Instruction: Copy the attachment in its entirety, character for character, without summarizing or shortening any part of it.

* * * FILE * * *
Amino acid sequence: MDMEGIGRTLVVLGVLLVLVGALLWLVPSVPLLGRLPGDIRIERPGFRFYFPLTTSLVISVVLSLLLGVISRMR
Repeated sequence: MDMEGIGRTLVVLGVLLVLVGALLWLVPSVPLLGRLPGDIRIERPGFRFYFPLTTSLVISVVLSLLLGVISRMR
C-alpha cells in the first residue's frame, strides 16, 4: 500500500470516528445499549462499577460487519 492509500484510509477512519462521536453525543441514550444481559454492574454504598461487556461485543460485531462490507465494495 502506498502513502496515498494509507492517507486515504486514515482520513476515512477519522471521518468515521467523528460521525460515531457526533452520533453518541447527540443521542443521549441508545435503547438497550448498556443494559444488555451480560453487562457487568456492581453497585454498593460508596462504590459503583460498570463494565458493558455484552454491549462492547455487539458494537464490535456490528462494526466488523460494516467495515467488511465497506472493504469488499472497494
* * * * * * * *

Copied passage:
Amino acid sequence: MDMEGIGRTLVVLGVLLVLVGALLWLVPSVPLLGRLPGDIRIERPGFRFYFPLTTSLVISVVLSLLLGVISRMR
Repeated sequence: MDMEGIGRTLVVLGVLLVLVGALLWLVPSVPLLGRLPGDIRIERPGFRFYFPLTTSLVISVVLSLLLGVISRMR
C-alpha cells in the first residue's frame, strides 16, 4: 500500500470516528445499549462499577460487519 492509500484510509477512519462521536453525543441514550444481559454492574454504598461487556461485543460485531462490507465494495 502506498502513502496515498494509507492517507486515504486514515482520513476515512477519522471521518468515521467523528460521525460515531457526533452520533453518541447527540443521542443521549441508545435503547438497550448498556443494559444488555451480560453487562457487568456492581453497585454498593460508596462504590459503583460498570463494565458493558455484552454491549462492547455487539458494537464490535456490528462494526466488523460494516467495515467488511465497506472493504469488499472497494